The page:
Many Modes of Origami – modular models (ebook)
Created by Robert E. Neale and edited by Michael Naughton, this 338 page ebook is a massive collection of Neale’s modular work over several decades. Neale is revered by fodlers world-wide as one of the major creators of all time and his work is sure to inspire anyone who takes the time to study it. The booklet is priced cheaply since we want folders everywhere to enjoy his work.
The author writes:
In the early days of the American origami movement, models were circulated haphazardly and rarely published. I began folding new models in the late fifties. Unfortunately, I failed to keep adequate notes on the dates of my originations. My modular folding was inspired by seeing a paper ball hanging in the home of a
Japanese neighbor of my brother. It consisted of many elements sewn together. I realized immediately that I could create such a ball without using thread or paste. So my first modular models were balls. From this beginning, I explored the standard shapes and variations.
Since my general goals for my origami models were those of simplicity and elegance, modular folding appealed. I cannot say when this modular folding began. I assume that it was sometime in the early sixties. Models were shown and taught at monthly origami meetings in New York City and at some of the first annual conventions. Some of the earlier work was recorded during the years 1976-9. Even back then, I did not know the actual dates of their creation.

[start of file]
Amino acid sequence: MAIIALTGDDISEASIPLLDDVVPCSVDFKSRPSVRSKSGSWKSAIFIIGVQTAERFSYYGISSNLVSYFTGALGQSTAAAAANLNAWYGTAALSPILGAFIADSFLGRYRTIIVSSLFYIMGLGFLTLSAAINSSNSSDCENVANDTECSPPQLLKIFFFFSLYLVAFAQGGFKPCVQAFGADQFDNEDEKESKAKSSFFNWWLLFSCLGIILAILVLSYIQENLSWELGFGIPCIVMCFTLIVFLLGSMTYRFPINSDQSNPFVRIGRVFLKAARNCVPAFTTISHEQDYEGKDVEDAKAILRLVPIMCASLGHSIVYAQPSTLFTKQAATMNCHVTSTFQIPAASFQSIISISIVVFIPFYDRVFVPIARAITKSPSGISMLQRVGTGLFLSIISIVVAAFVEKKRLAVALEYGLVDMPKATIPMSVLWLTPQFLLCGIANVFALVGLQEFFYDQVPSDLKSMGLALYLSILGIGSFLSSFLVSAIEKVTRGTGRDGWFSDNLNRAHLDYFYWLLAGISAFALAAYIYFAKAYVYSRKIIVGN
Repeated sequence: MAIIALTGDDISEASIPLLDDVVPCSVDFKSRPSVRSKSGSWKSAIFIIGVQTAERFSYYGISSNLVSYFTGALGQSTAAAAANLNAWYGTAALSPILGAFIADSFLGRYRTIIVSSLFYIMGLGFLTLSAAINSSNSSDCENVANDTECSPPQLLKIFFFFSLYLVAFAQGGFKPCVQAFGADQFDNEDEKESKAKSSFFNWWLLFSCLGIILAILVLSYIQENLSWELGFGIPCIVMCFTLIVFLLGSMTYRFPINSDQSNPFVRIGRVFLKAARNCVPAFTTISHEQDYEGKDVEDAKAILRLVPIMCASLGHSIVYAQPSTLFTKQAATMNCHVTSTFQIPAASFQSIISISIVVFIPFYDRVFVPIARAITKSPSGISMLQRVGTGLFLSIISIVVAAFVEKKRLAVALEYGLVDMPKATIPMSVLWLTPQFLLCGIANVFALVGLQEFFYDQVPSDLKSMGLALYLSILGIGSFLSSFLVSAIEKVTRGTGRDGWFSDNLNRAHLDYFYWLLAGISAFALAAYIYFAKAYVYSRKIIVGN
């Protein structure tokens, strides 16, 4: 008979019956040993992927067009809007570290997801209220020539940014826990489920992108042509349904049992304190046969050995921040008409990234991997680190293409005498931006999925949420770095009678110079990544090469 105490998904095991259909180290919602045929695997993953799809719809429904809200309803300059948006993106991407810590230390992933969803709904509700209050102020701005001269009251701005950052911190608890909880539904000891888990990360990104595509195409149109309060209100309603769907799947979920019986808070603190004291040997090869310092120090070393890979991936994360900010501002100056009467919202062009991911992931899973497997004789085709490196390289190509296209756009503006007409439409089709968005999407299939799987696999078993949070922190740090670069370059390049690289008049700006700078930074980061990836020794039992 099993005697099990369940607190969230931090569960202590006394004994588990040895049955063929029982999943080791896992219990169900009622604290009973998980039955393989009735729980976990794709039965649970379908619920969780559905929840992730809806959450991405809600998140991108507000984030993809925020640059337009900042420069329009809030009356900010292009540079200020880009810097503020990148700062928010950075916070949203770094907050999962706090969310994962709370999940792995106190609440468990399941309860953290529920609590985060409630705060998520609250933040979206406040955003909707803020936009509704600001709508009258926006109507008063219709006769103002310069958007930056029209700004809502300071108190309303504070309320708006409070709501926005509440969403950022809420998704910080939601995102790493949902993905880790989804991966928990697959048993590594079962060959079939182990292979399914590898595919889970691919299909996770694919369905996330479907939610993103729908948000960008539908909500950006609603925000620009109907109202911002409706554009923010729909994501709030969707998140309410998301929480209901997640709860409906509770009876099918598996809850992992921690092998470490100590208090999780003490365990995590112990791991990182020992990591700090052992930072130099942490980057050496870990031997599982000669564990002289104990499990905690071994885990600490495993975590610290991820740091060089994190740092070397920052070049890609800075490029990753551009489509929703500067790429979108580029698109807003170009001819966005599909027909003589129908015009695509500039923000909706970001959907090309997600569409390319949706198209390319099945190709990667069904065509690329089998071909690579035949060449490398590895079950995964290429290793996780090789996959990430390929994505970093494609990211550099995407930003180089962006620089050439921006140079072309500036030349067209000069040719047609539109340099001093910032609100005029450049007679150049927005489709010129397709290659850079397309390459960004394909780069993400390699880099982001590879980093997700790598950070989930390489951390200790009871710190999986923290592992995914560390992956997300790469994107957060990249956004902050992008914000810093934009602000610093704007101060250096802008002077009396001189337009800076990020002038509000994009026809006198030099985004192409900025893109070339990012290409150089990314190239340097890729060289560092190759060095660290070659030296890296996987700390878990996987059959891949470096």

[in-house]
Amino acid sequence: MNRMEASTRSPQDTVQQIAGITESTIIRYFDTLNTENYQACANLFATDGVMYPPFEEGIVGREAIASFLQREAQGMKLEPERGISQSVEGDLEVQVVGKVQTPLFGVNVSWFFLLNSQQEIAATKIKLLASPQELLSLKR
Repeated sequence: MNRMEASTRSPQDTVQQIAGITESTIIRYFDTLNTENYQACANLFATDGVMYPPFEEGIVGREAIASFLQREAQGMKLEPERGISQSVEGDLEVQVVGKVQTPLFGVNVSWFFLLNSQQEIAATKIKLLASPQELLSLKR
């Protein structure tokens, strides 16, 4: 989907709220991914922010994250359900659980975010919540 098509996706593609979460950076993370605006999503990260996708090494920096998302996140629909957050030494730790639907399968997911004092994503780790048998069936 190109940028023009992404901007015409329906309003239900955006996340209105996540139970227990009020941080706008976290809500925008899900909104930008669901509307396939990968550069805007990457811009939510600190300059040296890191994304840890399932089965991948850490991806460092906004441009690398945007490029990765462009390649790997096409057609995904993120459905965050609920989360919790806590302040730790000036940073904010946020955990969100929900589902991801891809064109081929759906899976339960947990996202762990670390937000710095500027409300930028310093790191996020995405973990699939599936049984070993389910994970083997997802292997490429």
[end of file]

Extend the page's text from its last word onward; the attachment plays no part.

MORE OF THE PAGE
I once believed that I was the first one in the country to do modular folding, but the most accurate historian of origami I know, Sam Randlett, affirms that Jack Skillman was first. I regret that I, like many of the early creative American folders, did not publish their creations or keep accurate records of them. Many of their models are still unknown to most contemporary paperfolders and undoubtedly many of these have been lost for all time.
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